first_img(From L to R: Ryan Harris, Parks Canada, Prime Minister Stephen Harper and Nunavut MP Leona Aglukkaq at the Franklin Expedition announcement. Photo: PMO)Kent DriscollAPTN National NewsIQALUIT — Canada’s MP for Nunavut and Minister of Environment is remaining silent after accusations surfaced that the federal government meddled in the story around how two lost ships in the Franklin expedition were discovered.On Monday, Toronto Star photojournalist, and Pulitzer prize winning reporter Paul Watson quit, stating that it was because the paper wouldn’t let him investigate the story of the scientists who discovered the HMS Erebus last summer.“I had traction on a story, and began reporting, to try to finish it, and I was ordered to stop,” Watson told APTN in an interview Wednesday. “It is the first time I’ve been asked to stop working on a story before I’ve even written it. At a meeting with management in Vancouver, I explicitly asked, ‘Yes or no, will you let me finish this story?’ I was told by the Star’s editor Michael Cooke ‘We’re not interested in that story.’ That was a kill order, and I quit.”The Toronto Star denies the allegations.In an article published in the paper Wednesday, publisher Jim Cruikshank wrote to staff stating the accusations are false.“Let me publicly deny this extremely odd idea. There is no truth whatever to the suggestion.” He went on to describe the conflict as “fundamentally a personal matter.”Watson received the Pulitzer prize in 1994 for spot news photography for photos he took for The Star of the 1994 war in Somalia.Most recently, he has been covering Arctic issues for The Star, Canada’s largest daily newspaper.Watson said he had to go public, because the scientists were frightened.“They’re frightened of losing their jobs. I was shocked at how far widespread that fear is,” he said. “Hard working people, experts in their field, who are afraid to speak the truth, because they fear that they will be slapped down and perhaps lose their jobs over it,” said Watson.Paul Watson, Author Photo: Toronto StarAccording to Watson, John Geiger, CEO of the Royal Canadian Geographic Society, who just received the new Polar Medal in Whitehorse Wednesday, is one of the reasons scientists are upset.He said according to scientists, Geiger only joined the team a year before the discovery of the Franklin ships, and doesn’t deserve the award.“I don’t know anything about motive, and I won’t allege anything about motive. But I do know that it doesn’t smell right. It was stated to me as a fact, on more than one occasion, that John Geiger, who’s the former head of the Globe and Mail editorial board was a former colleague of a few of us here (at the Toronto Star) an editor told me. I had a reasonable suspicion that he might have access to my reporting,” said Watson.“Four people as I understand it received that (Polar) medal. I think, clearly, that three of them are important to the discovery of HMS Erebus. They deserve that medal … I challenge anyone, as my sources have, to find evidence that John Geiger had any direct role in the discovery of that ship. Or did anything else that would warrant a medal from the Governor-General, awarded on behalf of the Queen,”APTN National News contacted Geiger and the Royal Canadian Geographic Society for comment but calls were not returned.Watson told APTN he also tried to contact Geiger.“My first attempt to contact Geiger was seven weeks ago yesterday,” said Watson. “I’ve contacted members of his staff, including communications director. I’ve spoken to her on the phone. I’ve also sent more than one email. I’ve contacted his wife, who was hired as Special Sections editor at The Star not long ago. She won’t reply either,” said Watson.Watson isn’t the only person who thinks something doesn’t “smell right” about the decision to give so much credit to Geiger and his team.Canadian businessman Jim Basillie, chair of Arctic Research Foundation, funded much of the research to find the lost ships.Basille wrote Nunavut MP Leona Aglukkaq in April of this year, dismayed at the way media coverage had turned out.In the letter, Basillie wrote: “I am concerned that the documentary contains information that runs contrary to the planning meeting we held in your office on June 9th, 2014 and filmed for the Prime Minister’s on-line news channel. The narrative, as currently presented, attempts to minimize the role of the Government and its respective agencies and private partners. It also creates new and exaggerated narratives for the exclusive benefit of the Royal Canadian Geographic Society and its own partners. I am raising my concerns with you now because I understand that the Government of Canada has final approval of the content of this documentary and subsequent communications outputs”Arctic Research Foundation letterDownload (PDF, Unknown)The documentary Basillie is referring to is the CBC Nature of Things episode “Franklin’s Lost Ships”.APTN contacted Basillie to find out which officials told him the federal government had final edit of the documentary.According to Basillie’s assistant, Karen Paquette, “Mr. Balsillie has no comment at this time. He has communicated his concerns about the Franklin project (as well as ideas for Northern communities to benefit from the project) to relevant partners directly.”The producer of the Nature of Things episode denies the allegation.APTN contacted producer Andrew Gregg about the accusations and whether the federal government had final edit on his work.“Not at all. Parks Canada wanted to see the doc before it went to air, but we were doing this in conjunction with CBC and there is a very definite policy at CBC, that you do not allow pre-screens of the doc,” said Andrew Gregg.APTN also contacted Nunavut MP and Minister of Environment Leona Aglukkaq, to ask who nominated Geiger for the award, whether government scientists were being muzzled, and if Basillie had been given assurances that the documentary was subject to government approval prior to airing.Aglukkaq did not respond.kdriscoll@aptn.caFollow @kentdriscolllast_img read more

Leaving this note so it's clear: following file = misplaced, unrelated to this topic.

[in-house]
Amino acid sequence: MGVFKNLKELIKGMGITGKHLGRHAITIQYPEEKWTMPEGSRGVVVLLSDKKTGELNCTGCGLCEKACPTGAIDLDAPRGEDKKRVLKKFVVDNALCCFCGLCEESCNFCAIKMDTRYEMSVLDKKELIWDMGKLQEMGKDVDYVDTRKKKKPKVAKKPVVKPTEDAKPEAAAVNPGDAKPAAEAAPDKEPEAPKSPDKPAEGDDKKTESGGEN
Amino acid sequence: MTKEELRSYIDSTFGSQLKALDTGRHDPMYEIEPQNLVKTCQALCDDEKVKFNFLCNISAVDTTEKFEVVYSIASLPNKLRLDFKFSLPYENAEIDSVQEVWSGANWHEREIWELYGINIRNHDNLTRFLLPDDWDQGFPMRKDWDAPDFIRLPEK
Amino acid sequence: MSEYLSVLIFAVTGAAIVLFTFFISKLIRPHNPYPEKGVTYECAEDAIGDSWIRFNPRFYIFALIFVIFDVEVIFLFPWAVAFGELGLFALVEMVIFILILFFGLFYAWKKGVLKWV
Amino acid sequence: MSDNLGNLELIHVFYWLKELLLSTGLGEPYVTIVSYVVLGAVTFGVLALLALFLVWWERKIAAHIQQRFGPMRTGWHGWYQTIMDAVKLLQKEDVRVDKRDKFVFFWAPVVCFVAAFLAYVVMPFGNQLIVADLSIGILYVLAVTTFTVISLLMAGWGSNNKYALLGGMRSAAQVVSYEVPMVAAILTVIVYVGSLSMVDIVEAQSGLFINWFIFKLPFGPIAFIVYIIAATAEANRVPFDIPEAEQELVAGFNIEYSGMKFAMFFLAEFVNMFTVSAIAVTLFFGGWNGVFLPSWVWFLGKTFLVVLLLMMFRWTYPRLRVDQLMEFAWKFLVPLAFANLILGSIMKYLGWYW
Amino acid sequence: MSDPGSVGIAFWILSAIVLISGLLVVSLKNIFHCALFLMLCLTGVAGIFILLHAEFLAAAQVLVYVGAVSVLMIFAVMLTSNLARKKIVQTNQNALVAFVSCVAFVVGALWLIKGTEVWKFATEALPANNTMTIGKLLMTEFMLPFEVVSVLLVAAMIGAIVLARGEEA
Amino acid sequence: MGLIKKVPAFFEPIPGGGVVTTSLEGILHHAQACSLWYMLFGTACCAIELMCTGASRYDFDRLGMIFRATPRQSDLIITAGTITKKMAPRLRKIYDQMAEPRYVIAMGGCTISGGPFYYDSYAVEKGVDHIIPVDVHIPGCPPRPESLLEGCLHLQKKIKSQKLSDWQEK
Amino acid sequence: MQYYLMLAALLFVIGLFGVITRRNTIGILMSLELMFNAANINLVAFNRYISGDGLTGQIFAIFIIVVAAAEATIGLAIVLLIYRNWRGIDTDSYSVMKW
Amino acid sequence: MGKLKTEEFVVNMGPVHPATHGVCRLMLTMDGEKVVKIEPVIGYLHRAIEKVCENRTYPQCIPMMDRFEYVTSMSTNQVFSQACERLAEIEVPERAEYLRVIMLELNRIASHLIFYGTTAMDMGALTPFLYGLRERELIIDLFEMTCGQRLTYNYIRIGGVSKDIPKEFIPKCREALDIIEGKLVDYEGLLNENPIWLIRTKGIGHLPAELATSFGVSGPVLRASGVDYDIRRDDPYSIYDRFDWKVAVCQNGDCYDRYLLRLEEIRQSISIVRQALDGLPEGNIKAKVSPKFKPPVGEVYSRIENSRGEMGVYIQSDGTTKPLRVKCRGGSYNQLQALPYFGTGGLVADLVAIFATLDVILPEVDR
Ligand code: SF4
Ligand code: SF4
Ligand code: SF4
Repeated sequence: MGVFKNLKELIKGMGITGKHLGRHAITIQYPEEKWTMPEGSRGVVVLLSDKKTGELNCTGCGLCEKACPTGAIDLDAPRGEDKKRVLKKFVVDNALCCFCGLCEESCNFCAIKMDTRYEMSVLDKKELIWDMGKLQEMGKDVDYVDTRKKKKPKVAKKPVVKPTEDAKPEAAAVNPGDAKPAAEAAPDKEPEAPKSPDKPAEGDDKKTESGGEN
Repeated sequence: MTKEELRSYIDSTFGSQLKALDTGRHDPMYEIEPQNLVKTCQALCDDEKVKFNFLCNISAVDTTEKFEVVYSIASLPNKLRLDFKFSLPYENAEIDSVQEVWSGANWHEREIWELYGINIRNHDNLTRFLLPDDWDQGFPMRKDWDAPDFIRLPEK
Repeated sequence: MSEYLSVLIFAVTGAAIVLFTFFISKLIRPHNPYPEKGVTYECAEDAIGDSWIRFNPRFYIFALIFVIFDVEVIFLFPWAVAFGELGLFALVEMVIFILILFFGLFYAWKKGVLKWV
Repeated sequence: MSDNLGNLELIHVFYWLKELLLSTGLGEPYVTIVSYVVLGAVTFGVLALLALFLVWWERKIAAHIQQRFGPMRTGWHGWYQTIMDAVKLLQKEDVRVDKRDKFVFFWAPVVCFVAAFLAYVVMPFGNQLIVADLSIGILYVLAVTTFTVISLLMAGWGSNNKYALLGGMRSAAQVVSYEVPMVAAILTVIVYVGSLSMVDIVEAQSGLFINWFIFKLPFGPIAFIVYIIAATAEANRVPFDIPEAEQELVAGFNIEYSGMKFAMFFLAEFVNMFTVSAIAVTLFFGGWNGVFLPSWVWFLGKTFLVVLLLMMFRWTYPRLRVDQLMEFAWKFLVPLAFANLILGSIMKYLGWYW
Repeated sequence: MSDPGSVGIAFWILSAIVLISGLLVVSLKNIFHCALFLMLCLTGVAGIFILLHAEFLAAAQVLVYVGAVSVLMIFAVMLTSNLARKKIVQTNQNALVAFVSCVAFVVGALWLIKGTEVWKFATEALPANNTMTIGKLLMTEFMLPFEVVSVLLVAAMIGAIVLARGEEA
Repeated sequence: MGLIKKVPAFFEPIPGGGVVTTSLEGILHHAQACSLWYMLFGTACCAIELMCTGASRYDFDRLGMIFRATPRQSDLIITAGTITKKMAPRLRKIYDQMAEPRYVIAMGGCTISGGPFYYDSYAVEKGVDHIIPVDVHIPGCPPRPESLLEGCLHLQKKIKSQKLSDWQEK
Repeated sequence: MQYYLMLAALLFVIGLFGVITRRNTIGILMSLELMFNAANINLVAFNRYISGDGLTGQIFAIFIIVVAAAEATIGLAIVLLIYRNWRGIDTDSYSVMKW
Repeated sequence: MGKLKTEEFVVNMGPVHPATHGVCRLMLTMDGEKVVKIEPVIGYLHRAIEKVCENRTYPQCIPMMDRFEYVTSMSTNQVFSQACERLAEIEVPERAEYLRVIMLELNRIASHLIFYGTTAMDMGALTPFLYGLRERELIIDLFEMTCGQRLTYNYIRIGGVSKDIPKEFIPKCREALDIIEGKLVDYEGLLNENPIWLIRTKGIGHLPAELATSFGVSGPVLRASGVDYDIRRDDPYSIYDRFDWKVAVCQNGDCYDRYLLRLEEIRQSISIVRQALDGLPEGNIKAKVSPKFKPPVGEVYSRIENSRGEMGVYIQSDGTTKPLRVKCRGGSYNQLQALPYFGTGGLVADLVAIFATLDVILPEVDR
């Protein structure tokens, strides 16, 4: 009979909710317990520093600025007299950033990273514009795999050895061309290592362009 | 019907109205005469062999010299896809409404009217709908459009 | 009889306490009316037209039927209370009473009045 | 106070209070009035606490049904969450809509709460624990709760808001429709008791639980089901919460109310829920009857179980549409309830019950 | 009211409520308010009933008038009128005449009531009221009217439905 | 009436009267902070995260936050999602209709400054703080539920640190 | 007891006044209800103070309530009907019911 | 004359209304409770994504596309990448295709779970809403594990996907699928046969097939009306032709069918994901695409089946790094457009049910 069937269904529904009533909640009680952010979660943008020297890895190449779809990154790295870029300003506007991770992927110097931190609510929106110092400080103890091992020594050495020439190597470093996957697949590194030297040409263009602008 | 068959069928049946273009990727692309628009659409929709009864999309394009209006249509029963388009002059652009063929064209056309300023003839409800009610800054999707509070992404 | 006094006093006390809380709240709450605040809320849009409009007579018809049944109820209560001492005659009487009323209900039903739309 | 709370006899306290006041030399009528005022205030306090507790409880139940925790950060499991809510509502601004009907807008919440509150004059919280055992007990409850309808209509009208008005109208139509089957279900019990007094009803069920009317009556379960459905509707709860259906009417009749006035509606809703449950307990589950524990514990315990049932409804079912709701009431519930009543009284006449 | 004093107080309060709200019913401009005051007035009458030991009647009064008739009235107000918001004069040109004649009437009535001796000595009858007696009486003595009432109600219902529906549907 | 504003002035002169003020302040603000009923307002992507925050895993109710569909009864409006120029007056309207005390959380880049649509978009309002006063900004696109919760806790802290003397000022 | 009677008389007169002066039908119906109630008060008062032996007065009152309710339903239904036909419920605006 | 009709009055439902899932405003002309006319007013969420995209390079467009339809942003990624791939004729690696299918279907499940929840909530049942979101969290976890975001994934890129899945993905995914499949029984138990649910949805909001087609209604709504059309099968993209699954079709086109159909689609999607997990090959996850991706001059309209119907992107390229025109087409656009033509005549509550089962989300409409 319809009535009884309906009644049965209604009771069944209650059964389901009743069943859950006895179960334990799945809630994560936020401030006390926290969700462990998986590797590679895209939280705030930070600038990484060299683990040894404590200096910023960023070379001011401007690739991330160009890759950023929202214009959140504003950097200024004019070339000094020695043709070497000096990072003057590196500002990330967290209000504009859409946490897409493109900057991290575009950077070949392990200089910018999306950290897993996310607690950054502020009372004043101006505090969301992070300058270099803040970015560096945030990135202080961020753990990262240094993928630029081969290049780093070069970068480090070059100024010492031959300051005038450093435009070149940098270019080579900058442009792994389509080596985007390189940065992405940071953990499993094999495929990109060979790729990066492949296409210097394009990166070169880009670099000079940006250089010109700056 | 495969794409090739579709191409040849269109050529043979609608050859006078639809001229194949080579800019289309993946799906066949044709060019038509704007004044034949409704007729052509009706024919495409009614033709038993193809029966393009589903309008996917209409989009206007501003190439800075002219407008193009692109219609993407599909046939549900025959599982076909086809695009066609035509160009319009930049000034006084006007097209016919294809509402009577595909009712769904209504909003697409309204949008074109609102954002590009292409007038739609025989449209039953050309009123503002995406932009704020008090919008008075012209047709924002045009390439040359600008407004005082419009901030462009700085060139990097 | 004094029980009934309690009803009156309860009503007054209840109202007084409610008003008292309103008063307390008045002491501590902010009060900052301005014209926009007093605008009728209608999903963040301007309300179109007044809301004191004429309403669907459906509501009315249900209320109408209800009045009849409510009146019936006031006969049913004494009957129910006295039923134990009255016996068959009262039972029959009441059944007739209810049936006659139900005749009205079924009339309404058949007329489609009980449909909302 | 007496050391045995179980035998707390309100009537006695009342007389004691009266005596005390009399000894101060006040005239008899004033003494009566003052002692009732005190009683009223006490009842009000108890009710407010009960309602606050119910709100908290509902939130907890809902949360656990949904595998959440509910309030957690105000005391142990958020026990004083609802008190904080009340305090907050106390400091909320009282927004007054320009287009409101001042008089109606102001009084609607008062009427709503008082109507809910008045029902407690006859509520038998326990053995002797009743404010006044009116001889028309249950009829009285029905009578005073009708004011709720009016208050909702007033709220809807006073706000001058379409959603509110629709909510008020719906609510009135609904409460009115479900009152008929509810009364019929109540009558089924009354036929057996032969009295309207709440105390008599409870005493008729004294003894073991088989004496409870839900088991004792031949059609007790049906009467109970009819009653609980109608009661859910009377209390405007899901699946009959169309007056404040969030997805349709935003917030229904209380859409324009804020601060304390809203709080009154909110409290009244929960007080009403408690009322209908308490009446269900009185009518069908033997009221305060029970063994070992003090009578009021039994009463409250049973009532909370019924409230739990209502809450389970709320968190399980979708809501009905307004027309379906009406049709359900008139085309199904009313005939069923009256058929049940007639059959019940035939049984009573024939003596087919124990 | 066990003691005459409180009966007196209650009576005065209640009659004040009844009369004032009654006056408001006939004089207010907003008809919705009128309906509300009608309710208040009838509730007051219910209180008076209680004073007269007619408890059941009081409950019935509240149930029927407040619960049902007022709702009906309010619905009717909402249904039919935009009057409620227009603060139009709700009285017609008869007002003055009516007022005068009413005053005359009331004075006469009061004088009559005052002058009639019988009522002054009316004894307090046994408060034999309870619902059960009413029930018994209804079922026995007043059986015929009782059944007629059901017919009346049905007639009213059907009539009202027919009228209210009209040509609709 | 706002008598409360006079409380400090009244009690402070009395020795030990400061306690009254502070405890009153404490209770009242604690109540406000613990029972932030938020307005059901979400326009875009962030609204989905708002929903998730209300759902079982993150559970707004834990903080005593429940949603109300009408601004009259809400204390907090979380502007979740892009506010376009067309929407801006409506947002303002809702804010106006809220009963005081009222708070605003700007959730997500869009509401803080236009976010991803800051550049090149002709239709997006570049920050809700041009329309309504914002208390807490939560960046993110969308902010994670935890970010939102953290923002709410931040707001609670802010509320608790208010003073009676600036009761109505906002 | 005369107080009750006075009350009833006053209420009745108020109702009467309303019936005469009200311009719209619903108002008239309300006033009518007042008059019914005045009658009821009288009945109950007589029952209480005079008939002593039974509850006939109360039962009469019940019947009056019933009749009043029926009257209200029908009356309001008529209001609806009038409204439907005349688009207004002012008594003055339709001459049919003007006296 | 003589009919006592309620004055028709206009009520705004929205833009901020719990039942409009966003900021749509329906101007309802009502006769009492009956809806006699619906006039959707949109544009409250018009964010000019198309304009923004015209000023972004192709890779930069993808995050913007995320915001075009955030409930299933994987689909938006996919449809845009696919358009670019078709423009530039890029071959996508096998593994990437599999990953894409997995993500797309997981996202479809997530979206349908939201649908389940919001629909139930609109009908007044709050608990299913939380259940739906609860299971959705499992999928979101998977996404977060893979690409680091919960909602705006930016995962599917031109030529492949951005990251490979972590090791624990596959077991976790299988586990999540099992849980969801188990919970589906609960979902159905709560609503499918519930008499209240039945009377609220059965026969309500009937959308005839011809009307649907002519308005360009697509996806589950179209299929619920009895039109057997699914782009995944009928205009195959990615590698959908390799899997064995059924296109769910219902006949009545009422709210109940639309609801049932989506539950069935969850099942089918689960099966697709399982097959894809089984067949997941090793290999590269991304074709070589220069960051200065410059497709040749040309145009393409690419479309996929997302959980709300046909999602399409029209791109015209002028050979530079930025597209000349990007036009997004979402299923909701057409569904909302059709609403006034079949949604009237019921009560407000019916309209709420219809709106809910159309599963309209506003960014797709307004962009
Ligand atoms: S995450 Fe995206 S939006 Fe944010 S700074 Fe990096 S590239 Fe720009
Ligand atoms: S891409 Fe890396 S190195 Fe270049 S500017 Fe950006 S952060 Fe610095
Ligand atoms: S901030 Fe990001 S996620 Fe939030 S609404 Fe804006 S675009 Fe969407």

Duty to consult doesnt equal a First Nations veto over energy resource